Saturday, September 17, 2011

dVerse Commenary I

A few years ago I found occasion to purchase a brand new suit from a leading retail clothier. This maker of fine linen, fashioned into fashionable apparel is known all over America for their quality men’s suits. To own one is like having a fine feather neatly placed in an Englishman’s hat.

Unfortunately, as I was dressing to attend a very important event, the left pant leg came apart at the seam running the interior of my left leg. As you can image, this came as quite the surprise. Of course I was angry, not at the price of the suit, nor my misfortune, but the poor “craftsmanship.” Yes, craftsmanship.

Hi. My name is emmett wheatfall. I will explain why I write my name lowercase in a future commentary.

In the coming months I will be writing brief commentary on the “Craft of Poetry” for members of the dVerse community of poets. I know, what qualifies me to write commentary on this topic. I’ll let you the reader come to your own conclusion about my qualifications. You can learn about me at http://emmettwheatfall.com. That way I don’t have to be pretentious. I always tell people “…eat the fish and throw away the bone.” If what I write edifies you, then great. If not, great. In any case, I look forward to sharing with you “my thoughts and perspective” on the craft of poetry.

If poets want to be recognized for their poetics, then craft must receive earnest attention. Everyone who reads a poem will critic it, whether academically or based on personal preference. Every reader is a critic.

Even the untrained eye will apply some form of judgment as to whether or not they view the poem as either good or bad. That’s just reality. Many of you who are poets will attest this fact. So, if you want to be a good poet you must pay attention to craft as an important element of being a poet.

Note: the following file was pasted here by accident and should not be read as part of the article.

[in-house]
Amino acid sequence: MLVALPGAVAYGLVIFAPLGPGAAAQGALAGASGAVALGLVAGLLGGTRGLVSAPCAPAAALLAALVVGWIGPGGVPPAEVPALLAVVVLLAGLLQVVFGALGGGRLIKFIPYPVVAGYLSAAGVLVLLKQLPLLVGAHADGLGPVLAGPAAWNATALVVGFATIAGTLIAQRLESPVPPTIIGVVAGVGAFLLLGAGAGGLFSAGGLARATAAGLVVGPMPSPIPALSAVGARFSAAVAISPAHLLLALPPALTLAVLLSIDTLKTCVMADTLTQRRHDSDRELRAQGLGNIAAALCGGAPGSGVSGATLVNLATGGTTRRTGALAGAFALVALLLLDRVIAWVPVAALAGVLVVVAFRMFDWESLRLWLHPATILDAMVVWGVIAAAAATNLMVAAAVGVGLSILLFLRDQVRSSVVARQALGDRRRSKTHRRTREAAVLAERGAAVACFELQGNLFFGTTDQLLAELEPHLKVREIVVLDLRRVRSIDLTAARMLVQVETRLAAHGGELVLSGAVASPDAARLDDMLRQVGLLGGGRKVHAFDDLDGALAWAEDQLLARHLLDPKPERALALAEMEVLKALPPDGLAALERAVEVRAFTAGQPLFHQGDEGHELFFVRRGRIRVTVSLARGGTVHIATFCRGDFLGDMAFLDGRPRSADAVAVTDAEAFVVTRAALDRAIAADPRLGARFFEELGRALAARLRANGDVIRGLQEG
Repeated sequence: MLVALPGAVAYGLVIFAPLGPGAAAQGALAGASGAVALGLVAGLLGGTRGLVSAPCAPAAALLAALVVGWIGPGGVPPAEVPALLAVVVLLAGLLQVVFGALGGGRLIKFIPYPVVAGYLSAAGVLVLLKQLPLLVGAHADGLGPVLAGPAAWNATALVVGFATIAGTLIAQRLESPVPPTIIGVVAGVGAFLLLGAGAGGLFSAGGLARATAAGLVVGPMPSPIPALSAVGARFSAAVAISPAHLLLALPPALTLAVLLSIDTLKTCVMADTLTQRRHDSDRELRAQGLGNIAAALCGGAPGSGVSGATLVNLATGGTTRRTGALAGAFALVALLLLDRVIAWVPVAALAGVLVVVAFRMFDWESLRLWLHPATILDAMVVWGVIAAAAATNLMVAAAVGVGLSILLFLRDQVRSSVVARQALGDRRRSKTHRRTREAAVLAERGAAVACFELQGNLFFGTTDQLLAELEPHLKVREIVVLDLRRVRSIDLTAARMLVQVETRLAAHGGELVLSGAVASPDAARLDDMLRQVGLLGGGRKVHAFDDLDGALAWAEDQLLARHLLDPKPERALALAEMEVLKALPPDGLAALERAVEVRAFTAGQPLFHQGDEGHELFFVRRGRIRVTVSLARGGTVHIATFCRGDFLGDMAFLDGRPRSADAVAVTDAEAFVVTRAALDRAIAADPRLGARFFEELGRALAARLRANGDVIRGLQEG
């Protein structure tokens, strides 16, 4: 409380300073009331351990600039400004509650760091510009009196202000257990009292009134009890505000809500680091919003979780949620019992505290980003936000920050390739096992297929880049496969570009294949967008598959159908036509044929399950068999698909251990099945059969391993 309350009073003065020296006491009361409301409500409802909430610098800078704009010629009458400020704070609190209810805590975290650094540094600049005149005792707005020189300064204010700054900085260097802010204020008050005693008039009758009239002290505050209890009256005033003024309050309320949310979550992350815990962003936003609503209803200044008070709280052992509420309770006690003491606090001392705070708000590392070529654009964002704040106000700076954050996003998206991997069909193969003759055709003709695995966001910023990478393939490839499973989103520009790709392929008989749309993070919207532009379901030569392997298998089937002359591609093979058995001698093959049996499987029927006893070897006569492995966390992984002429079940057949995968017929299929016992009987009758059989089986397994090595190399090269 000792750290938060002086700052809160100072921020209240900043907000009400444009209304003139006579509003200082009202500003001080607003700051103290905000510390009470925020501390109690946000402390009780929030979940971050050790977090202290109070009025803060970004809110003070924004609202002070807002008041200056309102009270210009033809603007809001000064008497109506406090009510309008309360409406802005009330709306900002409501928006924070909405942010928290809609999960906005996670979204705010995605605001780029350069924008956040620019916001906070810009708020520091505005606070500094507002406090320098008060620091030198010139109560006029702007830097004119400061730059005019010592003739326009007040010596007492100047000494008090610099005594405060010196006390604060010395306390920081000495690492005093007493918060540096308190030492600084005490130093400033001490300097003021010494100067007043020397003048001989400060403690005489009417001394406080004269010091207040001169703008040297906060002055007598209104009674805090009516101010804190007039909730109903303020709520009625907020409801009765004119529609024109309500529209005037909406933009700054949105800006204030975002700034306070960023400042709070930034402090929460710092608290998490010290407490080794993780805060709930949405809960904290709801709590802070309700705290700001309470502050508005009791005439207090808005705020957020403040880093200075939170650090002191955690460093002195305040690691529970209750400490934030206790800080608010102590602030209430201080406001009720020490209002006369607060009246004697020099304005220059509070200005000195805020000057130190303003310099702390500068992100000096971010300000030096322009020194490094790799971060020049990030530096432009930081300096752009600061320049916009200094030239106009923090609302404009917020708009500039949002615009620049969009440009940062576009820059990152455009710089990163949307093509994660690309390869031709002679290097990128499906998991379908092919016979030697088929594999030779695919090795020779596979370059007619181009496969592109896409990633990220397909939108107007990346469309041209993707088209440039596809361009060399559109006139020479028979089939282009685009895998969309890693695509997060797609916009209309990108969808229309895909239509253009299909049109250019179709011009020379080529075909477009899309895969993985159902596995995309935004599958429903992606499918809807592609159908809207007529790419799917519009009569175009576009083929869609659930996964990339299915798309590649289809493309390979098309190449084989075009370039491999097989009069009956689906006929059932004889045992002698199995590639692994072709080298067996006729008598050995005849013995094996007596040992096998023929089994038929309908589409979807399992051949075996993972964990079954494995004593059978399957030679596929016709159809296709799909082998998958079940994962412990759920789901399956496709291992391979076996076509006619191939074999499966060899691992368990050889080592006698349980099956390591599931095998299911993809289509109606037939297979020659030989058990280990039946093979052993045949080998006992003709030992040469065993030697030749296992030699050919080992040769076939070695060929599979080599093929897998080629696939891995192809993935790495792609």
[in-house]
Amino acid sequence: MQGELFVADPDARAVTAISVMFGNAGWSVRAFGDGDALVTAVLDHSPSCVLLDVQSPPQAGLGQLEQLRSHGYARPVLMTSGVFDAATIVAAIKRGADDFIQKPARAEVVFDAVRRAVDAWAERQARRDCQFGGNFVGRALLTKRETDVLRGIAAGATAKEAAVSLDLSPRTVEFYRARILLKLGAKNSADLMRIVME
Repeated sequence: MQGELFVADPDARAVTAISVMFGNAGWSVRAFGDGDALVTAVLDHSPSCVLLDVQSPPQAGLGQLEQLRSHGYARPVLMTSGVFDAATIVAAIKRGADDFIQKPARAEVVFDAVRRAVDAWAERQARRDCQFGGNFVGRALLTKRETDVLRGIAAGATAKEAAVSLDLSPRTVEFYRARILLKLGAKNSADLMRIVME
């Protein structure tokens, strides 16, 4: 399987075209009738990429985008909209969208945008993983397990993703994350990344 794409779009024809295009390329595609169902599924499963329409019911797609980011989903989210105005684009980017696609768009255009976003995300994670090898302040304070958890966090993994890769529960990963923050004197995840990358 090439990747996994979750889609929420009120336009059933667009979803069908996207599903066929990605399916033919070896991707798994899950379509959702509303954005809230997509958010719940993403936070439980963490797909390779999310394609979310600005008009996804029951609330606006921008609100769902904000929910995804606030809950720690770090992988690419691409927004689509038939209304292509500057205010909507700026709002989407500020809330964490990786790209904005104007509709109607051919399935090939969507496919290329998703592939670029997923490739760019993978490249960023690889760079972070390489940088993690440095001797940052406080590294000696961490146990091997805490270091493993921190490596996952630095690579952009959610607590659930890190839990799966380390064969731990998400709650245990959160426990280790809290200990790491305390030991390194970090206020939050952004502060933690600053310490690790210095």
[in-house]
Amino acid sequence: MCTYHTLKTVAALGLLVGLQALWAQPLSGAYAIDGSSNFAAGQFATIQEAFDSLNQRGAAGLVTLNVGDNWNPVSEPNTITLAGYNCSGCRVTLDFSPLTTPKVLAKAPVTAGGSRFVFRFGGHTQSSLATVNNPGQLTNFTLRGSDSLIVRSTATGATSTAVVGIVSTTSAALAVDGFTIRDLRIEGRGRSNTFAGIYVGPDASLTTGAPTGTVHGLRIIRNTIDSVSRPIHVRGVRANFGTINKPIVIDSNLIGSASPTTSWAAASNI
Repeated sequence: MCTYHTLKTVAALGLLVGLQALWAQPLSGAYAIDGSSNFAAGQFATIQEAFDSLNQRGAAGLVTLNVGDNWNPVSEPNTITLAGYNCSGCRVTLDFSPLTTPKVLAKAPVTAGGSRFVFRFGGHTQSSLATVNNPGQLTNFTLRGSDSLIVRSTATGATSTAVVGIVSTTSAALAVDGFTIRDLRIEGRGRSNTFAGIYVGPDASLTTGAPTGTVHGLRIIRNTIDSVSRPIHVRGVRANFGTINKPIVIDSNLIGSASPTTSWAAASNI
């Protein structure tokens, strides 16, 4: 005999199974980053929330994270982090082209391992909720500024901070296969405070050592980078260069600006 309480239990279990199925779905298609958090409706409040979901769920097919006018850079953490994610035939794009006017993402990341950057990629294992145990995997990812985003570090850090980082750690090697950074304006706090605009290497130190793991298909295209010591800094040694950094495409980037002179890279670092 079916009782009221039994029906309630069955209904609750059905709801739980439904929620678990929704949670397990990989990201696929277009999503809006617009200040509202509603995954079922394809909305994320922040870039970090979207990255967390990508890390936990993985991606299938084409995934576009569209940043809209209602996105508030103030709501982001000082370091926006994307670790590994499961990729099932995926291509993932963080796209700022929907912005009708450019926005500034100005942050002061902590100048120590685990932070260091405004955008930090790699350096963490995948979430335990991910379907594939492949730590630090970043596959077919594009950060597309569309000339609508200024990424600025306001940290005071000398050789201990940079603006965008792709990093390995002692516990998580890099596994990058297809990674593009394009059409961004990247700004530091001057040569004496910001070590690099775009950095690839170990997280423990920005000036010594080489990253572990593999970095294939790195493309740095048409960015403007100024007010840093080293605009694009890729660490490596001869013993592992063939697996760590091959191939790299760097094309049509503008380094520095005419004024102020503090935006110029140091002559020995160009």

What is craft? Trust me; I will not bore you with Webster’s definition. Personally, I define craft as “The earnest attention given to preparing one’s self for excellence through mastery of form, technique, and rudiments readily identifiable in an art or vocation.”

Evidence this definition is workable and applicable can be seen in some of the greatest living literary writers, performers, and athletes of our day. Coming to mind are such greats as Derek Walcott, Robert Pinsky, and Carol Ann Duffy; Meryl Streep, Aretha Franklin, and Robert Downey Jr., Michael Jordon, Wayne Gretsky, and David Beckham to name of few. Everyone one of them devoted themselves to craft. They have at one time or another been the best at what they do, having mastered form, technique, and the rudiments of their vocation.

In the coming months I will address craft more specifically to poetry. Until then, have fun writing great poetry.

Copyright 2011 emmett wheatfall
All Rights Reserved

1 comment:

  1. I'm glad I 'discovered' this new blog of yours, emmett.

    (My guess is that your lower-case orthography is both a form of humility and a poetic nod to ee cummings)

    ReplyDelete